Thinking about the future can help you shape it. Thinking too much about the future can make you spacey.
By the year 2019, thanks to information technology (IT), humans will have largely overcome the limits of our humanity. We will have found cures for the major diseases that kill 95 percent of us in the developed world. By 2029, we will become godlike—tiny computer chips embedded into our bodies will stop disease and reverse aging, ever expanding our lifespans.
Such are the prognostications of the current pied piper of the digital utopia crowd, Ray Kurzweil (http://www.kurzweilai.net). In a syndicated newspaper feature, he recently shared these and other rosy predictions about the power of IT. His main thesis is that IT doesn’t just lead to linear growth, as humanity has experienced in the past, but exponential growth, and not just with IT.
Kurzweil is the author of such books as The Singularity Is Near: When Humans Transcend Biology , Fantastic Voyage: Live Long Enough to Live Forever, and The Age of Spiritual Machines , and in them he has made other astonishing predictions. My favorite: Human and machine intelligence will merge and become indistinguishable, growing exponentially until we will be able to control how the universe evolves.
It’s easy to dismiss Kurzweil. His background is in speech recognition—a technology that, despite its years of promises, has never crossed into the desktop computing mainstream because of its inability to perform as well as pecking away at a keyboard and pushing around a mouse.
If you do dismiss him, though, you risk looking like a change-averse Luddite. The past is littered with failures of the imagination, even among those deeply involved with IT. Ken Olson, founder and chairman of Digital Equipment Corp., said in 1977, “There is no reason anyone would want a computer in their home.” Thomas Watson, president and CEO of IBM, in 1943 said, “I think there is a world market for maybe five computers.”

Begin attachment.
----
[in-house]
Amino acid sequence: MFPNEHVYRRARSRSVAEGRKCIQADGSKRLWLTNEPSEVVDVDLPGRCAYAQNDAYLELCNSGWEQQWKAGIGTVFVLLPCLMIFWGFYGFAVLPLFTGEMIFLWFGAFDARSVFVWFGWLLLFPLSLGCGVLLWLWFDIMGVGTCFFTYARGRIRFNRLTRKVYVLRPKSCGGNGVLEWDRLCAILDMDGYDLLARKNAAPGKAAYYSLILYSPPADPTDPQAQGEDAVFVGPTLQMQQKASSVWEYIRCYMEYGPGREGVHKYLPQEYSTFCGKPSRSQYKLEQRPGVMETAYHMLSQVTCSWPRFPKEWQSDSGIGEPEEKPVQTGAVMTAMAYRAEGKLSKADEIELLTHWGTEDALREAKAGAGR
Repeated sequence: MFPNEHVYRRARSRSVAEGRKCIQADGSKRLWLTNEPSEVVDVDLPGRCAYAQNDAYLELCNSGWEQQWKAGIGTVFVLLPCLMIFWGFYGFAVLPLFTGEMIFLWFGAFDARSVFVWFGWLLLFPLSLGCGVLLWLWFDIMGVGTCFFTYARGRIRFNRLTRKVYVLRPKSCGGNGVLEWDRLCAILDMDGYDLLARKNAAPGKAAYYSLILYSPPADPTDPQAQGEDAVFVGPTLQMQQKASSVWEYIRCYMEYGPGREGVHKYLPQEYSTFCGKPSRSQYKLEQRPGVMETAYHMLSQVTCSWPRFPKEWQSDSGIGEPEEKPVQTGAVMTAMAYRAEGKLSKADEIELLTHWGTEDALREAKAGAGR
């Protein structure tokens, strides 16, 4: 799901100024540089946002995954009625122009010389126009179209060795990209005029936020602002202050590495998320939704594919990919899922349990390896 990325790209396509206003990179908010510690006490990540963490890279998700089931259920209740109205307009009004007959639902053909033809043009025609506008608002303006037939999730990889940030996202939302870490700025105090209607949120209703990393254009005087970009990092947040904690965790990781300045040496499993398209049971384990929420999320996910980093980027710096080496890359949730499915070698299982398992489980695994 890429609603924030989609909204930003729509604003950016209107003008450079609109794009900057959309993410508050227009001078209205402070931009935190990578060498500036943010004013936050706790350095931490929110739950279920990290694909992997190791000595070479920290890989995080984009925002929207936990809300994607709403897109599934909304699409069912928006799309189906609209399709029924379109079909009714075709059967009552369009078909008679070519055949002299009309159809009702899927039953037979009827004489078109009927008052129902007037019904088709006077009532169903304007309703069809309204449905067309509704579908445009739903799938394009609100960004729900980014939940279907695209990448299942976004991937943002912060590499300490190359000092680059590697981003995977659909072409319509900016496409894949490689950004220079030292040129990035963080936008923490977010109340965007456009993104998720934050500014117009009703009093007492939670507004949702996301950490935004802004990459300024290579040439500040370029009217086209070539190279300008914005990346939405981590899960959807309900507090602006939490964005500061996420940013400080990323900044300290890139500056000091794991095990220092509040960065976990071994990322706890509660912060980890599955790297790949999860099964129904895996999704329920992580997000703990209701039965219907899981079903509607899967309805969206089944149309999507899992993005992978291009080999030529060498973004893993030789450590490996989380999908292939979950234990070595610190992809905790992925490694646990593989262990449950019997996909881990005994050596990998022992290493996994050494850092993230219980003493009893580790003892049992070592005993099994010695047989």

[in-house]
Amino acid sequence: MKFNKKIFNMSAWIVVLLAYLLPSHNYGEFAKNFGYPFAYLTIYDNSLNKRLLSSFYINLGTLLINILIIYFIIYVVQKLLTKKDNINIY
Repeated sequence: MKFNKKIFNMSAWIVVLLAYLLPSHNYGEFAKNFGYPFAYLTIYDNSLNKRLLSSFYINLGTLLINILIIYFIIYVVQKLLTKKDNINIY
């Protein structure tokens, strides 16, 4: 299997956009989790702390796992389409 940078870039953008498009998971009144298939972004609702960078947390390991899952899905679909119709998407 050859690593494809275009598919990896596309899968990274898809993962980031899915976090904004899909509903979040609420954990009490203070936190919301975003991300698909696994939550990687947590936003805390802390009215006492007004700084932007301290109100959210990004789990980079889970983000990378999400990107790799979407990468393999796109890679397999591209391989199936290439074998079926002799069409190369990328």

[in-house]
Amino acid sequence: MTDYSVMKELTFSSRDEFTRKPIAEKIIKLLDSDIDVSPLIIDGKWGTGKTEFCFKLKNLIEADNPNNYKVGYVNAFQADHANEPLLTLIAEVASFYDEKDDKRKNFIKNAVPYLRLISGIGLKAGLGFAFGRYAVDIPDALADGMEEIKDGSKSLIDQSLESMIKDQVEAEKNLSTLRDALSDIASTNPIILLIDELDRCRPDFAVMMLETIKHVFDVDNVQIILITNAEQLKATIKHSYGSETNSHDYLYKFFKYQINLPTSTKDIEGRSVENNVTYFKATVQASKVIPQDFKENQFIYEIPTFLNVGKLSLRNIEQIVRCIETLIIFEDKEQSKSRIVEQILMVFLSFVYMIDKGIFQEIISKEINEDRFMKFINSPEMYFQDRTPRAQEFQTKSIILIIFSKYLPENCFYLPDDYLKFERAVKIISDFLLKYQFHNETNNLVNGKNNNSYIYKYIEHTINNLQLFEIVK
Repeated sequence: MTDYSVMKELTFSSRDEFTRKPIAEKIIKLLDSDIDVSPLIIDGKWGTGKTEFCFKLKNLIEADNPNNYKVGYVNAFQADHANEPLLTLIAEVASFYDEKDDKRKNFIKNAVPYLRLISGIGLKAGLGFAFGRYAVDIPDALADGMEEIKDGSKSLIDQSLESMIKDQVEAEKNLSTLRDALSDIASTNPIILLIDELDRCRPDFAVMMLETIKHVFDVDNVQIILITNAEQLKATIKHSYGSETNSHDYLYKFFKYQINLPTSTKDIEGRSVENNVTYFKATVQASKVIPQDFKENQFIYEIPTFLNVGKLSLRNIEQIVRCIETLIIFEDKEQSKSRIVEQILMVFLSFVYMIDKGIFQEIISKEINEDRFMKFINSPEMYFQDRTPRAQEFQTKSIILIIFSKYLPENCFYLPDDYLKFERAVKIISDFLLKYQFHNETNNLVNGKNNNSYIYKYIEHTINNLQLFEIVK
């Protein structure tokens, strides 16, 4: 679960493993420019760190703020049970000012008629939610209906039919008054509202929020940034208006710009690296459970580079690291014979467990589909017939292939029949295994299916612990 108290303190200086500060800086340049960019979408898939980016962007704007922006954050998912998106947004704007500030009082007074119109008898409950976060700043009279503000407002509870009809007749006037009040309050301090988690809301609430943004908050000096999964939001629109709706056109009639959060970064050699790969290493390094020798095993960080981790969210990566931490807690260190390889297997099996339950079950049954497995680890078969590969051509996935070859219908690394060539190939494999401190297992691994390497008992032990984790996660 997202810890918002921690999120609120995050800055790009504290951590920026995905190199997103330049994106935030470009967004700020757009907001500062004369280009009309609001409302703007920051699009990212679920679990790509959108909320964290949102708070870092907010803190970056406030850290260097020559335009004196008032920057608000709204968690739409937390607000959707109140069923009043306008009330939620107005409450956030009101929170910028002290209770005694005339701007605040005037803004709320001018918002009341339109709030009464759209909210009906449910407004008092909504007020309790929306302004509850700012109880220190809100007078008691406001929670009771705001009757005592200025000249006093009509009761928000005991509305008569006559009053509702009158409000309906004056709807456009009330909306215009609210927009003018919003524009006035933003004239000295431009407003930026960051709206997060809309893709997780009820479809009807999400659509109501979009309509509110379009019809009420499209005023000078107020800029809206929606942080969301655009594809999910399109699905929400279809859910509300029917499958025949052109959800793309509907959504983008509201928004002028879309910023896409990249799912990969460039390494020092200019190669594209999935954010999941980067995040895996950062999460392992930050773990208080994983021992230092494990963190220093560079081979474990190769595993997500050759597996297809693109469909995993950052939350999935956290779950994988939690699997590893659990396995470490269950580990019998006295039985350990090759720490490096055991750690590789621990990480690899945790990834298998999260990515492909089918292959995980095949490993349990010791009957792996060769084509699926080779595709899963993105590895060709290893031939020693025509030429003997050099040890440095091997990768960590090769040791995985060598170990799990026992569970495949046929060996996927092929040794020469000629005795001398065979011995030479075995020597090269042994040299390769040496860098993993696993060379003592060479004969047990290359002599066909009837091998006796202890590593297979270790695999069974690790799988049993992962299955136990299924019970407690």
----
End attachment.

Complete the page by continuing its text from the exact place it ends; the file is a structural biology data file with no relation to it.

Talking about talkies, H. M. Warner, co-founder and president of Warner Brothers, said in 1927, “Who the hell wants to hear actors talk?” According to an 1876 internal Western Union memo, “This ‘telephone’ has too many shortcomings to be seriously considered as a means of communication. The device is inherently of no value to us.”
Kurzweil’s vision of the future is enticing, like a comic book, and he has his followers. Who wouldn’t want to become a Superman or Wonder Woman?
To be fair, computers are indeed amazing machines. PCs allow you to communicate with far more people than a phone or letter. They help you write far more efficiently than a typewriter or pen and paper. They make it possible to keep track of people and things far more easily than a roster or list. They let you budget, forecast, and plan far more effectively than a calculator or table. And they make education far more compelling than words and pictures on paper.
What’s more, unlike just about any other product on the market, personal computers over time decrease in price while they increase in power and ease of use.
Yet what our noggins do far better than today’s fastest supercomputers is “pattern recognition,” allowing us to know faces and appreciate a sunset.
Kurzweil thinks that, a quarter century from today, common computers will have these capabilities and others, including consciousness and the ability to have emotional and even spiritual experiences. I don’t think so.
As littered as the past is with failures of the imagination, it’s equally littered with products of over-excited imaginations. When has the last time you commuted to work in your flying car? What are you doing with all of the free time created by time-saving washing machines, microwave ovens, and other home appliances? How did you enjoy that vacation to the moon?
In his 2001 book, Technoromanticism: Digital Narrative, Holism, and theRomance of the Real , Richard Coyne discusses the romanticization of digital technology, contrasting it with rationalism and pragmatism.
Technorealism is the name that has been coined for thinking critically about the role that IT plays in society and history. At the Technorealism Web site (http://www.technorealism.org), you can read about its principles.
Sure, think about the future. Plan how to get where you want to go and what to do if the unexpected arises. But be careful about what you say about tomorrow. It’s a slippery place. As Lao Tzu said in the 6th century B.C., “Those who have knowledge, don’t predict. Those who predict, don’t have knowledge.”
Reid Goldsborough is a syndicated columnist and author of the book Straight Talk About the Information Superhighway. He can be reached at email@example.com or reidgold.com.